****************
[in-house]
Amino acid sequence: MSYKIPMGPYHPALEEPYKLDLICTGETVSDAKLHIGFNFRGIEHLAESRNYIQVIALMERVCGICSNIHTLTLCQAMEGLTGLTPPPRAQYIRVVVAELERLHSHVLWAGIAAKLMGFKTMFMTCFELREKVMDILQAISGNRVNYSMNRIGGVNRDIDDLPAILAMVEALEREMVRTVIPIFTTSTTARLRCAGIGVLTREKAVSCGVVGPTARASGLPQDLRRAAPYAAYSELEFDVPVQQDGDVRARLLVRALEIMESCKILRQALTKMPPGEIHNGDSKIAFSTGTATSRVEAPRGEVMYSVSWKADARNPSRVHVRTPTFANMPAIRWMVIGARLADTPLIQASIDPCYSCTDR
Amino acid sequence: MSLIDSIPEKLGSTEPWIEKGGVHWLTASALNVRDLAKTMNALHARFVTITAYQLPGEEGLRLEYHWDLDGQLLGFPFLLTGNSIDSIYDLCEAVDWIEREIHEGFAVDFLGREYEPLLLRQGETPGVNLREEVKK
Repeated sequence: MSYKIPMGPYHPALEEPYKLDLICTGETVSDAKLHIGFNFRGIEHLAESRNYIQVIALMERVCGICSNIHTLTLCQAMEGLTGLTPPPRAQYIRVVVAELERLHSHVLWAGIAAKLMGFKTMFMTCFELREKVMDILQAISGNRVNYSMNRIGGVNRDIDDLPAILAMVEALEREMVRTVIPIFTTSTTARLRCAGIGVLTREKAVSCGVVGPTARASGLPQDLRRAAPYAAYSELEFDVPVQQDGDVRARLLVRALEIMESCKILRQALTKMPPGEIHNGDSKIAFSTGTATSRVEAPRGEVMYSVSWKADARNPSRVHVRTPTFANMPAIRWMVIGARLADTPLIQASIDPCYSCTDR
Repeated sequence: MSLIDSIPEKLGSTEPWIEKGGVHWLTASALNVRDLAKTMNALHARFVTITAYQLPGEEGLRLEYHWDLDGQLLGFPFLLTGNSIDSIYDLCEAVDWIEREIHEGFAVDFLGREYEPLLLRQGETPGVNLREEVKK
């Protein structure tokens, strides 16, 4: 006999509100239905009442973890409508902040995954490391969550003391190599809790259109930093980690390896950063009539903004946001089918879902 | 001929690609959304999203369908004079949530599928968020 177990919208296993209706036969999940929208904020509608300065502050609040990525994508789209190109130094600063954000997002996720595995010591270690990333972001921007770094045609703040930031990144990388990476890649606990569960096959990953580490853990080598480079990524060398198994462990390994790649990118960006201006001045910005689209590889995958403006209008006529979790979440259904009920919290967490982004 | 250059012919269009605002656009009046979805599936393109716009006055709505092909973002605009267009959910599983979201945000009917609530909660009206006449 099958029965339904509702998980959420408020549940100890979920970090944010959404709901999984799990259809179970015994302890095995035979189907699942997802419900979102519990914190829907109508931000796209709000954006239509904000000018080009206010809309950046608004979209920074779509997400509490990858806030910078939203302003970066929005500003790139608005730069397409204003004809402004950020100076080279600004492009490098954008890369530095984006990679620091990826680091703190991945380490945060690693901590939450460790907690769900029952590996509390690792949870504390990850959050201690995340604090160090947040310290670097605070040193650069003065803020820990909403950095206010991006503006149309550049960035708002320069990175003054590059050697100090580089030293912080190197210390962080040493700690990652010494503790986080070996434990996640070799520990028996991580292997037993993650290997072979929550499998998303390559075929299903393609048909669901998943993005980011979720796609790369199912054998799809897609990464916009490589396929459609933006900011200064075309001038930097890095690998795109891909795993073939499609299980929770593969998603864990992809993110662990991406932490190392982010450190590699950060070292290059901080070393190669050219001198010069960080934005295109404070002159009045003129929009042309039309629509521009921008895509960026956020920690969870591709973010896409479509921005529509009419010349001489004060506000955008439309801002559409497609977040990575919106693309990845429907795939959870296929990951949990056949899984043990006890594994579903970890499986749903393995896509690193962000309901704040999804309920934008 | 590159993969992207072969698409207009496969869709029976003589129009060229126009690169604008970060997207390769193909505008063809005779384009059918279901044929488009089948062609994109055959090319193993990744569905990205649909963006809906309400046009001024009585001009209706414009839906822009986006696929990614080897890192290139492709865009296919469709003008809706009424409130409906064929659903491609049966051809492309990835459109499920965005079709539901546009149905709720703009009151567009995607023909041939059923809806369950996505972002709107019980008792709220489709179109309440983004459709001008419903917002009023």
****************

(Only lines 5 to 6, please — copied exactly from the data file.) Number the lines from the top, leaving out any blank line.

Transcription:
Repeated sequence: MSLIDSIPEKLGSTEPWIEKGGVHWLTASALNVRDLAKTMNALHARFVTITAYQLPGEEGLRLEYHWDLDGQLLGFPFLLTGNSIDSIYDLCEAVDWIEREIHEGFAVDFLGREYEPLLLRQGETPGVNLREEVKK
């Protein structure tokens, strides 16, 4: 006999509100239905009442973890409508902040995954490391969550003391190599809790259109930093980690390896950063009539903004946001089918879902 | 001929690609959304999203369908004079949530599928968020 177990919208296993209706036969999940929208904020509608300065502050609040990525994508789209190109130094600063954000997002996720595995010591270690990333972001921007770094045609703040930031990144990388990476890649606990569960096959990953580490853990080598480079990524060398198994462990390994790649990118960006201006001045910005689209590889995958403006209008006529979790979440259904009920919290967490982004 | 250059012919269009605002656009009046979805599936393109716009006055709505092909973002605009267009959910599983979201945000009917609530909660009206006449 099958029965339904509702998980959420408020549940100890979920970090944010959404709901999984799990259809179970015994302890095995035979189907699942997802419900979102519990914190829907109508931000796209709000954006239509904000000018080009206010809309950046608004979209920074779509997400509490990858806030910078939203302003970066929005500003790139608005730069397409204003004809402004950020100076080279600004492009490098954008890369530095984006990679620091990826680091703190991945380490945060690693901590939450460790907690769900029952590996509390690792949870504390990850959050201690995340604090160090947040310290670097605070040193650069003065803020820990909403950095206010991006503006149309550049960035708002320069990175003054590059050697100090580089030293912080190197210390962080040493700690990652010494503790986080070996434990996640070799520990028996991580292997037993993650290997072979929550499998998303390559075929299903393609048909669901998943993005980011979720796609790369199912054998799809897609990464916009490589396929459609933006900011200064075309001038930097890095690998795109891909795993073939499609299980929770593969998603864990992809993110662990991406932490190392982010450190590699950060070292290059901080070393190669050219001198010069960080934005295109404070002159009045003129929009042309039309629509521009921008895509960026956020920690969870591709973010896409479509921005529509009419010349001489004060506000955008439309801002559409497609977040990575919106693309990845429907795939959870296929990951949990056949899984043990006890594994579903970890499986749903393995896509690193962000309901704040999804309920934008 | 590159993969992207072969698409207009496969869709029976003589129009060229126009690169604008970060997207390769193909505008063809005779384009059918279901044929488009089948062609994109055959090319193993990744569905990205649909963006809906309400046009001024009585001009209706414009839906822009986006696929990614080897890192290139492709865009296919469709003008809706009424409130409906064929659903491609049966051809492309990835459109499920965005079709539901546009149905709720703009009151567009995607023909041939059923809806369950996505972002709107019980008792709220489709179109309440983004459709001008419903917002009023």